Oct 29.
D.  P. MILLS,   Sec.
Theodore Roosevelt, President of
the United States of America, Kiog
of Hawaii and Porto Rico, and Emperor ol Colorado anil the Islands
beyond the Seas, is generally sui>-
posed to lead the "Strenuous life."
But if he hnd gone through hall the
tribulations of Arthur Morrow Lew*
is, of San Francisco, since he arrived Hi Canada a week ago, lie would
now be "hiking" for Sumas, in an
effort to get across the border uiiob-
Comrade Lewis arrived in Vancouver on Wednesday, Oct. 4th, and
spoke that evening from thc soap
box on the corner of Cordova and
Cnrral streets, amid many interrdp-
tions, which had all the earmarks of
being premediated, and chief among
which were those furnished by one of
our little Bourgeois, who displayed a
photographer's shingle a short way
up  the  street.
The C.P.R. also contributed its
quota of noise b.v running a puffing
engine back and forth on the crossings at Cordova street amd the persistent ringing of the inevitable bell.
'Ihe speaker, however, proved ns persistent as the freight train, "which
some irreverent, wag alluded to as
the Dominion Oovernment on wheels"'
and before closing sold a number of
copies of Socialist literature.
On being persistently interrupted
by a pat ticular individual who >vas
trying to hide his sinister motivba
behind the pretense of inebriety, the
lecturer finally appealed to a duly
appointed and appropriately uniformed officer of the "law," who wns visible on the outskirts of the gathering to remote the nuisance, But
his reply consisted of some sncn.ng
remarks which showed him to be
well qualified for his job -i defender
of capitalist interests.
On Thursday evening Comrade
Leuis spoke in New Westminster af-
V«r • first viewing' tho I'X'ii.iiion.
Some of the products of the « fi,
workers, "which were on exhibition
at that piece," and returned lo Vancouver that night.
Oh Friday evening, Oct. "th, the
secretary of the Local rememb-ring
that he had frequently witnessed
large crowds attending to he ■-ri--
mercial interests of various patent
medicine men, "Magic soap vendors,
and lightning calculators," at the
corner of Abbott and 'ordj a S'tf-.,
and noting also that she tttlUO locality has occasionally ser.vd us the
battle-ground between the Snlvu"-,n
Army, and the Prince of Darkness,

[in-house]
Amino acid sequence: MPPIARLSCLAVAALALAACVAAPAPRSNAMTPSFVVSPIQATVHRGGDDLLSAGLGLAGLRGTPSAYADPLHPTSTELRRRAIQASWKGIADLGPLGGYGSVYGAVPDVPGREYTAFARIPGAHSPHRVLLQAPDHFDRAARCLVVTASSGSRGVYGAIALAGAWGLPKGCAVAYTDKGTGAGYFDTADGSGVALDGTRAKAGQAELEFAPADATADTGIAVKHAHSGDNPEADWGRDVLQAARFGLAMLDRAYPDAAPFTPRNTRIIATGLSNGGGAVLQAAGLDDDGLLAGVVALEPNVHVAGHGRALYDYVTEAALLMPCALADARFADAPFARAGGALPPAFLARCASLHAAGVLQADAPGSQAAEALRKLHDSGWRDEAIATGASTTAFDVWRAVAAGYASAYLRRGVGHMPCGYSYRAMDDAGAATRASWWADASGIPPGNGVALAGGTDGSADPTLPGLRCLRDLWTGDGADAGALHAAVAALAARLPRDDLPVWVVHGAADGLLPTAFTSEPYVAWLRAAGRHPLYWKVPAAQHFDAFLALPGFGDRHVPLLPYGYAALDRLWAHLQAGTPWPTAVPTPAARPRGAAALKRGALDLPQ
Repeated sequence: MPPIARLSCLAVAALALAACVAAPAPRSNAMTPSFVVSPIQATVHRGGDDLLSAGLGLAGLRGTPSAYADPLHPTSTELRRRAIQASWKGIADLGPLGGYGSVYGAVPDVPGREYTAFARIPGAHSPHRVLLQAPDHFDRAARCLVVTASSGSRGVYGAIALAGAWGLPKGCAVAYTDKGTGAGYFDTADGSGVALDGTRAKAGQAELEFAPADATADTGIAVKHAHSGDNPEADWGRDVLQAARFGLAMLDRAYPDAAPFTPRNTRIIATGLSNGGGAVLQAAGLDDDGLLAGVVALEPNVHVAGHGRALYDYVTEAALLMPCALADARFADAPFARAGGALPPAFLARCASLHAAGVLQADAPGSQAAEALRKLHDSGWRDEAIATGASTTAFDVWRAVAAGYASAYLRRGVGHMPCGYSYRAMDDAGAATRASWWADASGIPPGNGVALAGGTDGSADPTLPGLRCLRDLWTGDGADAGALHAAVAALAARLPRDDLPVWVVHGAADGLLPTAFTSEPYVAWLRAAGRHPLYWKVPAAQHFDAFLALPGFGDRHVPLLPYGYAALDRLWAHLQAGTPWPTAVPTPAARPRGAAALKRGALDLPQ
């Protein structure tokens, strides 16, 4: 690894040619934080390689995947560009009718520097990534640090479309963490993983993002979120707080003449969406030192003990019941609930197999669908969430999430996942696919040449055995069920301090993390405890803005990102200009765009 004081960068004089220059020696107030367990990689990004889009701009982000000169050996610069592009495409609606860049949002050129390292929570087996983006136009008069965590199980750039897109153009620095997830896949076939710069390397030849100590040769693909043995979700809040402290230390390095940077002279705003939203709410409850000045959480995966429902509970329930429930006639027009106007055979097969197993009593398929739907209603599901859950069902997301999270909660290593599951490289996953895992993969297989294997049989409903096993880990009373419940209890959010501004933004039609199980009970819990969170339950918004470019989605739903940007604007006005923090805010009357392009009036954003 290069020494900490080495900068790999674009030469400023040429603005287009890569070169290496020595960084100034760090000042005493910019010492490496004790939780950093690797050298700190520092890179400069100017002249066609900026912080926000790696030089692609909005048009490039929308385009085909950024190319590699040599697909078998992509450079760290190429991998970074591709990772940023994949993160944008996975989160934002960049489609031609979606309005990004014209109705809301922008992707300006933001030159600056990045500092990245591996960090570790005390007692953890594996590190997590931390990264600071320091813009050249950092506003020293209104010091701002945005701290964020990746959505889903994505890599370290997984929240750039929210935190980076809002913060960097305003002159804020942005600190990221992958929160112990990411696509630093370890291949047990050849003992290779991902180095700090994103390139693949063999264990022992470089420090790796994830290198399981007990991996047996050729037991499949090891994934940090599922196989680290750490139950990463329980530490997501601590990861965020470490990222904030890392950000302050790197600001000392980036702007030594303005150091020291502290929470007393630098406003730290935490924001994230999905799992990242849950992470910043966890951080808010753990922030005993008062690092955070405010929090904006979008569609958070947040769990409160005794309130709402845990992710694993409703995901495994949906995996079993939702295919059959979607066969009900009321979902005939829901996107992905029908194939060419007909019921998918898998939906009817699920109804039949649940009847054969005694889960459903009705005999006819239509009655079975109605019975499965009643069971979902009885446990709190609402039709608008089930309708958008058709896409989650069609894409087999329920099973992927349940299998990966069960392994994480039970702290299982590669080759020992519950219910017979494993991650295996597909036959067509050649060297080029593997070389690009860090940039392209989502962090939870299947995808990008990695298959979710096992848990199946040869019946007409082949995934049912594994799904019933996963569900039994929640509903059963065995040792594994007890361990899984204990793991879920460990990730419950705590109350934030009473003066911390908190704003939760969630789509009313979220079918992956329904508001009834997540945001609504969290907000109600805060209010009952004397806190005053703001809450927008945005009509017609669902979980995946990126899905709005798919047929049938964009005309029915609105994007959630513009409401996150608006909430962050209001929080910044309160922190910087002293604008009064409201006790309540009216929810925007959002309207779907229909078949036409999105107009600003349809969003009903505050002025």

without intervention hy nny tlrid
parlies advised the visiting I'om-
rnde to try thnt place, nnd ll-'j innocent neap box was accordingly carried to the hallowed pnvein-nt Id
front of tho Owl drug-store nt e'ght
o'clock that evening.
Everything went all right here un
til tho speaker made some- relet til
to the movement in Germany, whid
one of the ''loyal British objects,"
who frequent our fifteen, cent restaurants and other tough places, asked
why he did not confine his remarks
to the British  Empire.
The lecturer Informed him that Socialism was as international and
world-wide as Capitalism itself, and
that we were prepared to recognize
genius, and. scientific advancement
wherever it may be found, and that
despite the fact that the rulers of
Germany are doing all they dare to
suppress the science of Sociology
and practical) advancement, the peo.
pie of that country are foremost in
those sciences. That a German was
a man, ns well as any 'Englishman,
an American, or any other descendant of tho race and that they were
even more entitled to the name than
most of the inhabitants of other
countries from tho fact that they already had eighty-one representatives
of the useful class of society in the
parliament  of  their country.
At this juncture Patrolman Deptford evidently considering it time to
show that he was a faithful servant
of the capitalist cluss, interfered
with tho meeting, informing the
speaker that he would have to desist.
Being asked for a reason, the officer informed him thut he wus obstructing the street, but on being
questioned further, seemed to lie unable to point out the exact locution of the obstruction and walked
Comrade Lewis, "who is an Englishman himself," then informed tho
bystanders that he always insisted
on whatever rights the working people were still supposed to have under the law, and added that he knew
oi no other place on this continent
where such a thing was likiely to occur, and thut jf he had to stop
speaking there that evening it would